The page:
IF HER NAME had been Katie Smith Jones instead of Katie Curran O'Malley, would the mayor's wife (and the attorney general's daughter) now be a judge on the state's District Court?
There's no simple answer.
The newest District Court judge is a member of the city's political royalty: granddaughter of a beloved city councilman; daughter of former state senator, former lieutenant governor and four-term state Attorney General J. Joseph Curran Jr.; related to numerous former or current officeholders; and the wife of Baltimore's popular mayor, Martin O'Malley.
She's not the first from her family to receive a favor from Gov. Parris N. Glendening. Her brother, Max, was placed on the Public Service Commission after he ran a nearly successful primary race against the team headed by state Sen. Tom Bromwell in northeast Baltimore County.
Clearly, the Curran name carries influence in government circles. Being married to Baltimore's mayor doesn't hurt, either.
Others on the judicial selection list had more experience than Judge O'Malley.
Her resume wasn't shabby, though: an assistant state's attorney in Baltimore County for the past 11 years.
Still, questions will always linger: Was it her legal qualifications or her pedigree that put her on the bench?
Further stirring matters was Ms. O'Malley's very visible role at the July 8 fund-raiser/birthday party for Lt. Gov. Kathleen Kennedy Townsend. The mayor's wife introduced Ms. Townsend to the crowd of 7,500, in an event that was scheduled as part of Ms. Townsend's 2002 campaign for governor.
Mayor O'Malley had been the center of speculation about running for governor next year, too. His strong poll numbers indicate he may have the best shot at beating Ms. Townsend.
But then his wife showed up in the opposition's camp, singing the lieutenant governor's praises.
Was it a signal the mayor doesn't intend to run?
Five days later, Katie O'Malley got her judgeship.
Just a coincidence? Only if you believe in the tooth fairy.
Ms. O'Malley's quest for a judgeship - she's been passed over by the governor before - raises sticky issues about the role of an elected official's working spouse.
In a sense, it's the Bill and Hillary question:
Can the wife of a powerful elected official have a career in public service, too? Does it create inevitable problems?
Hillary Clinton's role in the White House travel office brouhaha and the health-care debacle shows that an elected leader's spouse can pull strings that affect government decisions.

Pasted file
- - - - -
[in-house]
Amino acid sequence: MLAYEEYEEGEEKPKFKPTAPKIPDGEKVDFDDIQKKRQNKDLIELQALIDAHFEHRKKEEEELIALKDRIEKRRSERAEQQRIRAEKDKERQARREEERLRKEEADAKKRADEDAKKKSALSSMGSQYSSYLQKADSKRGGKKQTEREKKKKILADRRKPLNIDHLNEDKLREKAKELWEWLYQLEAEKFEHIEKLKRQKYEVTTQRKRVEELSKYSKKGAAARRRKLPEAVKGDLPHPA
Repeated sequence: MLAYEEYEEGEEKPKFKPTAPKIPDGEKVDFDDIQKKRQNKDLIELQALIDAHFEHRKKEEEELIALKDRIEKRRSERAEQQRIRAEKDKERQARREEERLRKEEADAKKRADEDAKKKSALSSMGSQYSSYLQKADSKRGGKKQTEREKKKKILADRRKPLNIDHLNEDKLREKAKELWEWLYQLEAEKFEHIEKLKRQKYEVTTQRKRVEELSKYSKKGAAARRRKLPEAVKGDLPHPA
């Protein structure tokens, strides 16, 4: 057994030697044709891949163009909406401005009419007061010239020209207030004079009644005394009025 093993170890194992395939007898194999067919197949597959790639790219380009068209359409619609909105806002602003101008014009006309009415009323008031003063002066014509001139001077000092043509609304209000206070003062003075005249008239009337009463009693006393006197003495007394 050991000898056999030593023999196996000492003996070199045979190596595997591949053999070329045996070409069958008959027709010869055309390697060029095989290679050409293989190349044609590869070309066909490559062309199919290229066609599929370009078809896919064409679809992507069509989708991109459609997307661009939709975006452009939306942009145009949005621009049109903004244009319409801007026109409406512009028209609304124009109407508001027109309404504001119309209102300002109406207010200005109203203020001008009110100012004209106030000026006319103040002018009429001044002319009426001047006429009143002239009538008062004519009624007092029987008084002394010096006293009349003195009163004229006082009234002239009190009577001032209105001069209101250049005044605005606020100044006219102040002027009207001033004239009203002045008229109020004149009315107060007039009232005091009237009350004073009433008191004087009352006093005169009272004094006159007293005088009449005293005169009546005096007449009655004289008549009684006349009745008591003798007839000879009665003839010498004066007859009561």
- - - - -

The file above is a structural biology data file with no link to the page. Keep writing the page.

What role is the current vice president's wife, Lynne Cheney, performing? On Monday, she delivered a speech in Philadelphia on national energy policy for her husband, mutely sitting near her with laryngitis. Will she emerge as the new Hillary?
That sells Ms. Cheney short. She had already established herself as a Washington official in her own right - just as Katie O'Malley had established her professional bona fides on her own through a decade of public office in the prosecutor's office.
But will the mayor now mute his criticisms of the city's District Courts? Was that part of the intended result of Ms. O'Malley's appointment?
There could be some strained moments in the O'Malley household as the mayor looks at the gridlocked courts from his perspective and his wife-judge looks at it from her vantage point.
Will Ms. O'Malley become a messenger for top judicial officials and her husband if he goes on the warpath again over bollixed court practices?
What if the governor uses this judgeship to get the mayor to be more of a team player? Does Mr. O'Malley tell Mr. Glendening to take a flying leap, or does he alter the city's fiscal objectives in Annapolis?
Every spouse of an elected official has the right, especially in this day and age, to a separate career. Yet when those careers overlap, there's always going to be the potential for ethics concerns.
Both O'Malleys will have to guard against even appearing to influence the other's actions. It's not going to be easy. There could be many intersecting points in the life of a big-city mayor and his black-robed wife.
Barry Rascovar is deputy editorial page editor.